A Dynamic of Hope: Institutes of Women Religious in Australia

By Blee, Jill | The Catholic Historical Review, October 2007 | Go to article overview

A Dynamic of Hope: Institutes of Women Religious in Australia


Blee, Jill, The Catholic Historical Review


Australian A Dynamic of Hope: Institutes of Women Religious in Australia. By Mary Rosa MacGinley second edition. (Darlinghurst, New South Wales: Crossing Press for the Australian Catholic University National Research Centre for the Study of Women's History, Theology and Spirituality 2002. Pp. viii, 439. Paperback.)

The arrival of the Sisters of Charity in Sydney in 1838 at the invitation of the bishop of New Holland and Van Diemen's Land, the Benedictine John Bede Folding, began what would become a major influence on the development of a strong Catholic culture in Australia. Dr. Rosa MacGinley does not, however, begin A Dynamic of Hope: Institutes of Women Religious in Australia with this arrival. Instead she provides a brief, but excellent, account of the evolution of institutes of religious women from early monastic times through to the formation of congregations established to meet the changes overtaking Christianity in post-Reformation times. She pays specific attention to those which extended the boundaries imposed by the Council of Trent so they could educate young women in the Faith and provide for the needs of the poor and dispossessed in a rapidly changing Europe.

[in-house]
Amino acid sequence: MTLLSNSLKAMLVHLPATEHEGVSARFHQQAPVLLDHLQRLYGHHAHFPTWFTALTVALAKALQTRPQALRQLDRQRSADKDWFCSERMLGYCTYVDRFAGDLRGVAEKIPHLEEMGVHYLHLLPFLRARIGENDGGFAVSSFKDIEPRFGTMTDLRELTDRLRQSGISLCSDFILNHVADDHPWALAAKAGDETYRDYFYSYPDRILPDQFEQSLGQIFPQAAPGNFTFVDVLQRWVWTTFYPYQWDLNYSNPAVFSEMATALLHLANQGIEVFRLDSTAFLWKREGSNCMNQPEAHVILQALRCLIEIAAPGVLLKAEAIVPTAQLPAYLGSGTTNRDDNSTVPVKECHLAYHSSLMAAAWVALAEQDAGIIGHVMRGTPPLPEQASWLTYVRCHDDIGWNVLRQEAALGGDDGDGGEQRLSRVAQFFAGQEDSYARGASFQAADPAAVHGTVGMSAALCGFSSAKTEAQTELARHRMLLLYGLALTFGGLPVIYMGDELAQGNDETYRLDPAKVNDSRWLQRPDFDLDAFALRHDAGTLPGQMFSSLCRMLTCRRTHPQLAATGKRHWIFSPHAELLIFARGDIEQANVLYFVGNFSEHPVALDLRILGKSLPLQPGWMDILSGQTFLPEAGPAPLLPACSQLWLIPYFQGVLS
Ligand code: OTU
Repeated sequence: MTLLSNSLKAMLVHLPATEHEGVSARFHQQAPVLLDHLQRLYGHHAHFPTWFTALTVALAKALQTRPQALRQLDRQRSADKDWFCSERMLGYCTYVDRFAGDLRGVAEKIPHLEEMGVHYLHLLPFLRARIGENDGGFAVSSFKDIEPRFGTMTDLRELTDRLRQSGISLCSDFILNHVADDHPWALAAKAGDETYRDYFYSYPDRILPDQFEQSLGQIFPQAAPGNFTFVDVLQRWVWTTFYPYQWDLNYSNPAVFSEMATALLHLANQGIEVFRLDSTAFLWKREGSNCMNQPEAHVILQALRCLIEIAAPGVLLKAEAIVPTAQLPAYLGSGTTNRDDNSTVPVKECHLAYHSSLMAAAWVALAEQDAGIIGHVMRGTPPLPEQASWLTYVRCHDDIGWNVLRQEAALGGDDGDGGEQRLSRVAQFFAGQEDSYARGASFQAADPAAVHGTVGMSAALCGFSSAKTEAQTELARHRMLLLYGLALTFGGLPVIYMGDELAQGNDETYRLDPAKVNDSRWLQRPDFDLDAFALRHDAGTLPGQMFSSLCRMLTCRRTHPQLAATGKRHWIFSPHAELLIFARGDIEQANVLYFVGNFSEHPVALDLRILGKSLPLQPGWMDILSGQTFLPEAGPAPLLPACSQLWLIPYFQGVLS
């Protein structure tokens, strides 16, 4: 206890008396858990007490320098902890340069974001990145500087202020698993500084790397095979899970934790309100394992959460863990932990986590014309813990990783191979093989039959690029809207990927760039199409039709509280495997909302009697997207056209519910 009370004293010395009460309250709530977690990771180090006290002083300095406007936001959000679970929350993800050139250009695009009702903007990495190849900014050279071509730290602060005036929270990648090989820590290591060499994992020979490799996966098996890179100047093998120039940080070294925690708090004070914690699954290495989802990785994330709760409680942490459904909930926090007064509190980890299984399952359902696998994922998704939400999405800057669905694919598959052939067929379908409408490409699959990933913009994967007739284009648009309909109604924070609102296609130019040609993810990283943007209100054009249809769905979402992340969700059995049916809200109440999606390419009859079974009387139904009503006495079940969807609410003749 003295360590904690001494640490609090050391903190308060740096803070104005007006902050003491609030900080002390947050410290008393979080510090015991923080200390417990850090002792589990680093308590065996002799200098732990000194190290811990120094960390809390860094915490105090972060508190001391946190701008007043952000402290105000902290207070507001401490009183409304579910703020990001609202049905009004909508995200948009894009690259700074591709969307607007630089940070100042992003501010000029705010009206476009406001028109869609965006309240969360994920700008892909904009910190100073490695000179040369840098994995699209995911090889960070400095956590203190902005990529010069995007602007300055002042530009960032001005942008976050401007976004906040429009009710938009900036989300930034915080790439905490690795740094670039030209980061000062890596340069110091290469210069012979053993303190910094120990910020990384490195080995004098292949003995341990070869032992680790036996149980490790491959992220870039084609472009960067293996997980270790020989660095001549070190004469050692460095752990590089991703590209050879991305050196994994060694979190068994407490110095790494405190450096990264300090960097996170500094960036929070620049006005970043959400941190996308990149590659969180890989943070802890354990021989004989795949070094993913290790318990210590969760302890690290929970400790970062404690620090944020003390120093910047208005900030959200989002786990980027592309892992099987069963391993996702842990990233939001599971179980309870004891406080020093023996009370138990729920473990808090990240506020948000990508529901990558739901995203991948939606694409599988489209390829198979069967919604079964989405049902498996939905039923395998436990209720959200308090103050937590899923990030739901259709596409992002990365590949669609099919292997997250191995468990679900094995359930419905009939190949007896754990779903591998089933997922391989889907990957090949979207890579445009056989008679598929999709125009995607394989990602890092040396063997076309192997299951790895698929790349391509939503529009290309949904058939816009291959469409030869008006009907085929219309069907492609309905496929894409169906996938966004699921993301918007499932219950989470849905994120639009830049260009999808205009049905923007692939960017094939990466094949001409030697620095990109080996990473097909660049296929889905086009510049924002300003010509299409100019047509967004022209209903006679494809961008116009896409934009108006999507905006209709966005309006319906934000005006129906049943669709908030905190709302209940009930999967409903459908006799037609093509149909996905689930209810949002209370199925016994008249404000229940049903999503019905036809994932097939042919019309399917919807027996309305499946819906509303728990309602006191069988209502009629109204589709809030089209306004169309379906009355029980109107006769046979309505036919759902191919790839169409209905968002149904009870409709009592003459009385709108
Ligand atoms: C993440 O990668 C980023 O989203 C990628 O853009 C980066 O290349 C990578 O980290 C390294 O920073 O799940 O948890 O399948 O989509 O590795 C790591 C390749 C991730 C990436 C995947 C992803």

As the majority of the religious institutes who came to Australia were either Irish foundations or continental institutes with substantial interests in Ireland, it is not surprising that Dr. MacGinley devotes considerable space to institutes and their founders like Nano Nagle, who established the Sisters of the Presentation in Cork, and had to overcome many hurdles in order to carry out the work to which they had committed themselves. They paved the way for others like the Sisters of Charity founded by Mary Aikenhead and Catherine Macauley's Sisters of Mercy, who were able to go out among the poor of Dublin and bring them comfort and education. Their experiences there made them ideally suited to the work they would do in Australia. …

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